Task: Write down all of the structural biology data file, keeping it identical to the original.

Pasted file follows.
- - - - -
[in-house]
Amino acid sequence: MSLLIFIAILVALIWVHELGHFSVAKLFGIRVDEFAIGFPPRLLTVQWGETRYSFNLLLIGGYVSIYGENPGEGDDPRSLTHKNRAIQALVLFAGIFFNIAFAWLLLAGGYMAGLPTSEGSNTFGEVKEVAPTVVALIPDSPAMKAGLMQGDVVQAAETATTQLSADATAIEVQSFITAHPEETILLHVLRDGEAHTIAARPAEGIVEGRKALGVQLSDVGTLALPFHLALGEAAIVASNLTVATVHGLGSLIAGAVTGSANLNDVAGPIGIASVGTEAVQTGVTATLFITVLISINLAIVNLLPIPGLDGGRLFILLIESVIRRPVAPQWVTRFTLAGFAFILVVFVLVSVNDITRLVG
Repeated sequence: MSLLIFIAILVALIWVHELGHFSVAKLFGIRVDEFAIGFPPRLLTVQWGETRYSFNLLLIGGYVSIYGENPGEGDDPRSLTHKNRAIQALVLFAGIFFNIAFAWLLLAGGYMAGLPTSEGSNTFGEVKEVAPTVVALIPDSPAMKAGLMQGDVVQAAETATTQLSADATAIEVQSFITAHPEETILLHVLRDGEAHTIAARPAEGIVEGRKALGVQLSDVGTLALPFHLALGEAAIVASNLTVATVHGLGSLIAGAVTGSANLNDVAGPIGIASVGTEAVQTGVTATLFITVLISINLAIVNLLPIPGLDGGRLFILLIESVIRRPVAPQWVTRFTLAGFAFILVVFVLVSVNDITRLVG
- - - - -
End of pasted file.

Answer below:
[in-house]
Amino acid sequence: MSLLIFIAILVALIWVHELGHFSVAKLFGIRVDEFAIGFPPRLLTVQWGETRYSFNLLLIGGYVSIYGENPGEGDDPRSLTHKNRAIQALVLFAGIFFNIAFAWLLLAGGYMAGLPTSEGSNTFGEVKEVAPTVVALIPDSPAMKAGLMQGDVVQAAETATTQLSADATAIEVQSFITAHPEETILLHVLRDGEAHTIAARPAEGIVEGRKALGVQLSDVGTLALPFHLALGEAAIVASNLTVATVHGLGSLIAGAVTGSANLNDVAGPIGIASVGTEAVQTGVTATLFITVLISINLAIVNLLPIPGLDGGRLFILLIESVIRRPVAPQWVTRFTLAGFAFILVVFVLVSVNDITRLVG
Repeated sequence: MSLLIFIAILVALIWVHELGHFSVAKLFGIRVDEFAIGFPPRLLTVQWGETRYSFNLLLIGGYVSIYGENPGEGDDPRSLTHKNRAIQALVLFAGIFFNIAFAWLLLAGGYMAGLPTSEGSNTFGEVKEVAPTVVALIPDSPAMKAGLMQGDVVQAAETATTQLSADATAIEVQSFITAHPEETILLHVLRDGEAHTIAARPAEGIVEGRKALGVQLSDVGTLALPFHLALGEAAIVASNLTVATVHGLGSLIAGAVTGSANLNDVAGPIGIASVGTEAVQTGVTATLFITVLISINLAIVNLLPIPGLDGGRLFILLIESVIRRPVAPQWVTRFTLAGFAFILVVFVLVSVNDITRLVG